By Mary Frances Monroe
International regulatory attorney Mary Frances Monroe moved from Washington DC to Bermuda in 2011, where she lived until 2013. Continuing our expat advice series, here she describes life on a small island in the North Atlantic.
Bermuda is an island of just over 60,000 people on 21 square miles in the Atlantic Ocean. It is not, as many assume, in the Caribbean; it’s actually 650 miles off the coast of North Carolina in the US. It has a warm climate most of the year but unexpectedly chilly and rainy winters, so don’t neglect to pack a reasonably warm coat, sweaters and rain gear, even if your job does not require travel to colder locales. Given the high humidity, fur and wool are not the best options – for me, a trench coat with a liner was ideal.
Travel to and from Bermuda is via one small, but charming, airport in the north of the territory. The airport and the causeway linking it to the main island are susceptible to bad weather, however, and can be closed. Generally, however, travel is not a problem and the ability to clear US customs on the Bermuda side is a plus for those who travel back and forth to the US.
Transport on the island can be challenging. Buses run regularly, especially the 7 and 8 routes on Middle Road which traverse most of the island, but bus strikes can be disruptive and services can be overcrowded at peak periods. Depending on your location, ferries are an option and a wonderfully relaxing way to commute — for example, between the capital Hamilton, where most businesses are located, and Paget and Warwick parishes on the Pink route.
Prices of new cars are eye-watering, so check the expat secondhand market on Emoo.bm. Scooters are an option for the brave but beware the narrow streets and slippery conditions in rainstorms.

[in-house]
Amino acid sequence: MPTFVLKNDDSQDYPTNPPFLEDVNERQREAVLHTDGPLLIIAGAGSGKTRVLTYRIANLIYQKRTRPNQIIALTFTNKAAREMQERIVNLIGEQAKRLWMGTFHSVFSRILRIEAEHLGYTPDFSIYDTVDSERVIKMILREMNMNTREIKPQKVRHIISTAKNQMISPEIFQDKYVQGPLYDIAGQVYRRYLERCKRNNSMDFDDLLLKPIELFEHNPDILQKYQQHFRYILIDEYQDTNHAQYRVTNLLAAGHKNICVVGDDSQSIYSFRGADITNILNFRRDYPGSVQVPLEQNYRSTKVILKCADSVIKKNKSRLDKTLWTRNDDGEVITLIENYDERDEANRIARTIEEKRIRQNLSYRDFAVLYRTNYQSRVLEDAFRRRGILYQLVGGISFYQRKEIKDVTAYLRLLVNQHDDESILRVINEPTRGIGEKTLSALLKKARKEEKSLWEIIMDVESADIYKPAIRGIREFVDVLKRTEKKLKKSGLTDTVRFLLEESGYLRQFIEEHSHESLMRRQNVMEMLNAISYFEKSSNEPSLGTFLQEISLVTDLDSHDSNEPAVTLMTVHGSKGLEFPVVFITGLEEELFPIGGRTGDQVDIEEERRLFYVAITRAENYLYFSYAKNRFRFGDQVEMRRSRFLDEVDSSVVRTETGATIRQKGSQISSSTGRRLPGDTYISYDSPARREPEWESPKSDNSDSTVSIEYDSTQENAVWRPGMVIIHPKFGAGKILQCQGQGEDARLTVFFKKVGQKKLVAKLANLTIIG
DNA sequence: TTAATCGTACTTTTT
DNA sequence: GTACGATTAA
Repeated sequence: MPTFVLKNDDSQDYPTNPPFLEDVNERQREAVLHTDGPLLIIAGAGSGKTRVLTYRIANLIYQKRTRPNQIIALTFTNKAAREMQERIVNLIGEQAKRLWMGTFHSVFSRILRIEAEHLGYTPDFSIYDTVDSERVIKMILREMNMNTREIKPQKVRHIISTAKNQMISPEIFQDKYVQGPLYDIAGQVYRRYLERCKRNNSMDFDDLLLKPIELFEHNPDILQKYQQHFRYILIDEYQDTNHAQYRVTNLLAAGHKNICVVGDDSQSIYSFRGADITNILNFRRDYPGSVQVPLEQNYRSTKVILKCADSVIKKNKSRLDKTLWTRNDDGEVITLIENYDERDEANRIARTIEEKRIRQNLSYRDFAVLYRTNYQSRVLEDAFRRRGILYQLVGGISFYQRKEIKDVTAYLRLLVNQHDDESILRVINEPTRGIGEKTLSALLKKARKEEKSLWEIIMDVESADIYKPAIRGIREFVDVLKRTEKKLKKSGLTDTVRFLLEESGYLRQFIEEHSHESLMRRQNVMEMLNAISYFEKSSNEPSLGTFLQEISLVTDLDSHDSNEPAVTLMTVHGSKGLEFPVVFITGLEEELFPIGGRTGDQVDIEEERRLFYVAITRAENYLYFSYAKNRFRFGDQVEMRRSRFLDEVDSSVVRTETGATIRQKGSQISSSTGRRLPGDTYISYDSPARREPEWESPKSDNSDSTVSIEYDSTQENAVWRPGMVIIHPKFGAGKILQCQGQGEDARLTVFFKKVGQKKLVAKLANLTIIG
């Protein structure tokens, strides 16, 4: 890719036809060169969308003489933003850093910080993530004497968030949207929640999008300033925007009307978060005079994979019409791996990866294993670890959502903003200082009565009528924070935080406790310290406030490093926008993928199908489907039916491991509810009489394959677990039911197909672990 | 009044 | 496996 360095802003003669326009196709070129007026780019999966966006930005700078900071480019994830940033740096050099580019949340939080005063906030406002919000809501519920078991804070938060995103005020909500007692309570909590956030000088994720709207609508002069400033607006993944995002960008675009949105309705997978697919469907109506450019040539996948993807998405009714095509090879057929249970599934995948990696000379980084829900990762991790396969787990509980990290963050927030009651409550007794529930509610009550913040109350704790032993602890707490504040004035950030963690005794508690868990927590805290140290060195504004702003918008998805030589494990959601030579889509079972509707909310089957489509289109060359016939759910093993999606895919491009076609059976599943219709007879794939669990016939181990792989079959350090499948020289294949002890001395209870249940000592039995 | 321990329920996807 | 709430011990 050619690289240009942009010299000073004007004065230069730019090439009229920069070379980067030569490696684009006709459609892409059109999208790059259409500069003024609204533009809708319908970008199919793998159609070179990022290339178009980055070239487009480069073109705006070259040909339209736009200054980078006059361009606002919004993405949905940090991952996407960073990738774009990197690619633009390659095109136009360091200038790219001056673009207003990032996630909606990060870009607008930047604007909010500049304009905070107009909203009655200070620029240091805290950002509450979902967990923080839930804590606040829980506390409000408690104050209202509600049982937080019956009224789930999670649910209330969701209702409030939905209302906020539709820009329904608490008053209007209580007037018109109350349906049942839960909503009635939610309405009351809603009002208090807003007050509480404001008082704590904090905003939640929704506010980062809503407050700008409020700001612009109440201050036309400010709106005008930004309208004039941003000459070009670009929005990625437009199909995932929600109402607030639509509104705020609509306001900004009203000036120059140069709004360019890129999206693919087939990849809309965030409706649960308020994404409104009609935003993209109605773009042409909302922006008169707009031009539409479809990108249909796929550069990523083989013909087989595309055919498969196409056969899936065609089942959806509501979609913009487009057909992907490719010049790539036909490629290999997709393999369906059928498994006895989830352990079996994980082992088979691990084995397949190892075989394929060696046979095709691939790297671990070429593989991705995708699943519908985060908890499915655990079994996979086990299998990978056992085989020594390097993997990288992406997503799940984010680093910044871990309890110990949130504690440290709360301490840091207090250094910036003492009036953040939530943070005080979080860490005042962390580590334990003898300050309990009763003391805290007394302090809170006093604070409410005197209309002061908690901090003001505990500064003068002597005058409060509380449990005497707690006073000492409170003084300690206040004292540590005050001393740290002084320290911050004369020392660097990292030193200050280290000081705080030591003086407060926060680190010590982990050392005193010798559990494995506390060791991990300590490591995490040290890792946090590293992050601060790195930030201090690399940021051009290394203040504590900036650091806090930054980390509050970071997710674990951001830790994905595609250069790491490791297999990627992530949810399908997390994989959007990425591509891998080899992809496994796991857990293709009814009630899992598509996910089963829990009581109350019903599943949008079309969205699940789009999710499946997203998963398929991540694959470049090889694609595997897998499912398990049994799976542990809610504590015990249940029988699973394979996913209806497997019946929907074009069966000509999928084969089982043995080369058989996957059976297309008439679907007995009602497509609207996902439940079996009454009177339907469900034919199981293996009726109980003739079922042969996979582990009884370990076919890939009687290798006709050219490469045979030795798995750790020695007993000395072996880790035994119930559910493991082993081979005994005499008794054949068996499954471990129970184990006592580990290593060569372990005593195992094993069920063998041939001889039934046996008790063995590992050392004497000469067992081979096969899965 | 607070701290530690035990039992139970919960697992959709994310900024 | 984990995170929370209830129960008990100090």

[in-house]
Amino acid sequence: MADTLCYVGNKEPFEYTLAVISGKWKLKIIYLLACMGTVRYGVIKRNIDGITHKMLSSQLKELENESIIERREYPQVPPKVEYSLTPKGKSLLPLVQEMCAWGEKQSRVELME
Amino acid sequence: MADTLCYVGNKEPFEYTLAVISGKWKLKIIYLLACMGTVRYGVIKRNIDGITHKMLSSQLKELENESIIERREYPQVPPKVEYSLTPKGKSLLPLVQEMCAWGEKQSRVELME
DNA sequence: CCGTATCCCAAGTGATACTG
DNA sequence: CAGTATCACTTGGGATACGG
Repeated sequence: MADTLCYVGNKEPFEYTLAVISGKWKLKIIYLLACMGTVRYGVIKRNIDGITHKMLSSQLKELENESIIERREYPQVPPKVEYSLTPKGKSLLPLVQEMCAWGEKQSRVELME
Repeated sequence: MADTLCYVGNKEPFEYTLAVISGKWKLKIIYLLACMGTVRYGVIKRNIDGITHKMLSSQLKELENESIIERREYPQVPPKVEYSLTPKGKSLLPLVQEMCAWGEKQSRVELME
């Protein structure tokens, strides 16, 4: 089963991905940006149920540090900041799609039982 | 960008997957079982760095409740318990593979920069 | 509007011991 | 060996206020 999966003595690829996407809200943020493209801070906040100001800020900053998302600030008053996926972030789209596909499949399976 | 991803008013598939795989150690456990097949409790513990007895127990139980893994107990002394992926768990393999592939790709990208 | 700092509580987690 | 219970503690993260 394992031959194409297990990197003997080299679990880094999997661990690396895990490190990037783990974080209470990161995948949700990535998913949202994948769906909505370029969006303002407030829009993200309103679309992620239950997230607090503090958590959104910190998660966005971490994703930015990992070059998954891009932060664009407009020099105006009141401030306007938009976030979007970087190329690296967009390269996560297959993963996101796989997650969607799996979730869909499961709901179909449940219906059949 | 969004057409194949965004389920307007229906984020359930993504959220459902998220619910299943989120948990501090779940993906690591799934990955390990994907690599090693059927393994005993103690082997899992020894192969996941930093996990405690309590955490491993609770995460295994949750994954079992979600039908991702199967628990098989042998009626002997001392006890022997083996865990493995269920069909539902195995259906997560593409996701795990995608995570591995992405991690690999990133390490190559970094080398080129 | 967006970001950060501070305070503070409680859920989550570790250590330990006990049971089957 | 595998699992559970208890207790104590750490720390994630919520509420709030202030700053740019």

For cars or scooters, you must have a Bermudan driving licence – there is no reciprocity for licences from other jurisdictions, including the UK and Canada. The process is a bit convoluted: in addition to passing a driving test, you will also need a local medical exam – the physical you have to emigrate to Bermuda is not valid for driving licences.
Bermuda’s environment is a major plus, with beautiful pink sand beaches and clean, clear water that is ideal for swimming, snorkelling and boating. Sailing, cricket, tennis and golf are the main sports in Bermuda but, regrettably, the island has no indoor tennis facilities for when it rains.
My husband and I lived in Paget Parish, up the hill from the Elbow Beach resort area. The location was ideal for work (10 minutes by car or 20 minutes by bus to Hamilton) and tennis (just down the hill to the Elbow Beach tennis courts), and our two-level townhouse overlooked Bermuda’s South Shore. Of course, all of that was at a price well above what comparable housing would cost in Washington DC, which itself is hardly a bargain location.
Be aware that just about everything — housing, food (almost all of which is shipped or flown in) and recreation — is expensive in Bermuda. That said, a walk or run on the beach or a swim in the ocean after work is free and on your doorstep, as the island is no more than one mile wide at most points.
What I wish I’d known before moving to Bermuda
Moving into rented housing can take some time. It is best if your employer provides a rental agent to assist with the process, but even then, you can expect to spend a month or longer in a hotel until you get fixed up, especially if you are shipping furniture and household effects from abroad (you need to wait until the ship is full and ready to sail). Furnished or semi-furnished rentals can be a good option, as is Emoo for secondhand furniture and household goods.
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